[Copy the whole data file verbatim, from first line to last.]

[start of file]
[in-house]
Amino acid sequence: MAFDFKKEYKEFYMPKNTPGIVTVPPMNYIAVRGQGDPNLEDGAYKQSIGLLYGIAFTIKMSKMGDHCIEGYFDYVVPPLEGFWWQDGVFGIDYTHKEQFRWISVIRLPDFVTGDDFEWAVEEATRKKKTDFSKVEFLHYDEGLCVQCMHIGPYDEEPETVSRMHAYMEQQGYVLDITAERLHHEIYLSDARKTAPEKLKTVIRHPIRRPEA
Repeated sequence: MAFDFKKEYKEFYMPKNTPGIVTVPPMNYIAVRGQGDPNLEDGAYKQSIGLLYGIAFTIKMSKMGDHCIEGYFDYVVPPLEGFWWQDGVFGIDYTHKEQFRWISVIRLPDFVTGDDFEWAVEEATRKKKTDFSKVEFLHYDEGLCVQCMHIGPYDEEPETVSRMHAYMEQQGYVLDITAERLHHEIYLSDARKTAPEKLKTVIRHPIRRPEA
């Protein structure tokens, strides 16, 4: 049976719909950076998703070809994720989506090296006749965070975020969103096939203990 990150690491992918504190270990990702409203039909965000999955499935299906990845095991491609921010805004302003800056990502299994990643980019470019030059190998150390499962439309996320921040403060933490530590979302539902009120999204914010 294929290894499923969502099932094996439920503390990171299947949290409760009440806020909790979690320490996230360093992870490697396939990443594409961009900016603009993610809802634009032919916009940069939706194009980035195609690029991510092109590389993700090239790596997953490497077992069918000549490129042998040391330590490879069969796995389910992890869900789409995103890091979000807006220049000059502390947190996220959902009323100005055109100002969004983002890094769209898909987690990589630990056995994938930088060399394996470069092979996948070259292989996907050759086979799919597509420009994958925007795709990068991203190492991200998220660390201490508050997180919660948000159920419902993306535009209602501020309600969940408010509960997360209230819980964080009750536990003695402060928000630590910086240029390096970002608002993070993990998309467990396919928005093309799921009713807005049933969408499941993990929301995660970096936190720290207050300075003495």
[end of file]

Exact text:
[in-house]
Amino acid sequence: MAFDFKKEYKEFYMPKNTPGIVTVPPMNYIAVRGQGDPNLEDGAYKQSIGLLYGIAFTIKMSKMGDHCIEGYFDYVVPPLEGFWWQDGVFGIDYTHKEQFRWISVIRLPDFVTGDDFEWAVEEATRKKKTDFSKVEFLHYDEGLCVQCMHIGPYDEEPETVSRMHAYMEQQGYVLDITAERLHHEIYLSDARKTAPEKLKTVIRHPIRRPEA
Repeated sequence: MAFDFKKEYKEFYMPKNTPGIVTVPPMNYIAVRGQGDPNLEDGAYKQSIGLLYGIAFTIKMSKMGDHCIEGYFDYVVPPLEGFWWQDGVFGIDYTHKEQFRWISVIRLPDFVTGDDFEWAVEEATRKKKTDFSKVEFLHYDEGLCVQCMHIGPYDEEPETVSRMHAYMEQQGYVLDITAERLHHEIYLSDARKTAPEKLKTVIRHPIRRPEA
């Protein structure tokens, strides 16, 4: 049976719909950076998703070809994720989506090296006749965070975020969103096939203990 990150690491992918504190270990990702409203039909965000999955499935299906990845095991491609921010805004302003800056990502299994990643980019470019030059190998150390499962439309996320921040403060933490530590979302539902009120999204914010 294929290894499923969502099932094996439920503390990171299947949290409760009440806020909790979690320490996230360093992870490697396939990443594409961009900016603009993610809802634009032919916009940069939706194009980035195609690029991510092109590389993700090239790596997953490497077992069918000549490129042998040391330590490879069969796995389910992890869900789409995103890091979000807006220049000059502390947190996220959902009323100005055109100002969004983002890094769209898909987690990589630990056995994938930088060399394996470069092979996948070259292989996907050759086979799919597509420009994958925007795709990068991203190492991200998220660390201490508050997180919660948000159920419902993306535009209602501020309600969940408010509960997360209230819980964080009750536990003695402060928000630590910086240029390096970002608002993070993990998309467990396919928005093309799921009713807005049933969408499941993990929301995660970096936190720290207050300075003495």